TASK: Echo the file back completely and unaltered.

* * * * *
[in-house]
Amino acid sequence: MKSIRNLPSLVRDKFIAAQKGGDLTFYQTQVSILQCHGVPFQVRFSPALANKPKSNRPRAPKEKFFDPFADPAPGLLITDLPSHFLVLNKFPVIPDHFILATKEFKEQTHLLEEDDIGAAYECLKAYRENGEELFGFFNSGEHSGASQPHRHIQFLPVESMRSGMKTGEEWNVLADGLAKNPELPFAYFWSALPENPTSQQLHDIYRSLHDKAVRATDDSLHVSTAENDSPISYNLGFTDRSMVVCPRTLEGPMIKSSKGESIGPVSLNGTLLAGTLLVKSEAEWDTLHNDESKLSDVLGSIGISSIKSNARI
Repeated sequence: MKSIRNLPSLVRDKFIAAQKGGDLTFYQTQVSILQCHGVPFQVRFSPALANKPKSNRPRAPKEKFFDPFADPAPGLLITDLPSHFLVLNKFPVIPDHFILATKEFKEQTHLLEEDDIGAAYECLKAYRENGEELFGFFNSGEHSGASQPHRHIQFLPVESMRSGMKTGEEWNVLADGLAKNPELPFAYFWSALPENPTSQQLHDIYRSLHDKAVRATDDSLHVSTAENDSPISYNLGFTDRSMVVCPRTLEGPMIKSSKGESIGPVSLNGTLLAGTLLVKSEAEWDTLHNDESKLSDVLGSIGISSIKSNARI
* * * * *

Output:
[in-house]
Amino acid sequence: MKSIRNLPSLVRDKFIAAQKGGDLTFYQTQVSILQCHGVPFQVRFSPALANKPKSNRPRAPKEKFFDPFADPAPGLLITDLPSHFLVLNKFPVIPDHFILATKEFKEQTHLLEEDDIGAAYECLKAYRENGEELFGFFNSGEHSGASQPHRHIQFLPVESMRSGMKTGEEWNVLADGLAKNPELPFAYFWSALPENPTSQQLHDIYRSLHDKAVRATDDSLHVSTAENDSPISYNLGFTDRSMVVCPRTLEGPMIKSSKGESIGPVSLNGTLLAGTLLVKSEAEWDTLHNDESKLSDVLGSIGISSIKSNARI
Repeated sequence: MKSIRNLPSLVRDKFIAAQKGGDLTFYQTQVSILQCHGVPFQVRFSPALANKPKSNRPRAPKEKFFDPFADPAPGLLITDLPSHFLVLNKFPVIPDHFILATKEFKEQTHLLEEDDIGAAYECLKAYRENGEELFGFFNSGEHSGASQPHRHIQFLPVESMRSGMKTGEEWNVLADGLAKNPELPFAYFWSALPENPTSQQLHDIYRSLHDKAVRATDDSLHVSTAENDSPISYNLGFTDRSMVVCPRTLEGPMIKSSKGESIGPVSLNGTLLAGTLLVKSEAEWDTLHNDESKLSDVLGSIGISSIKSNARI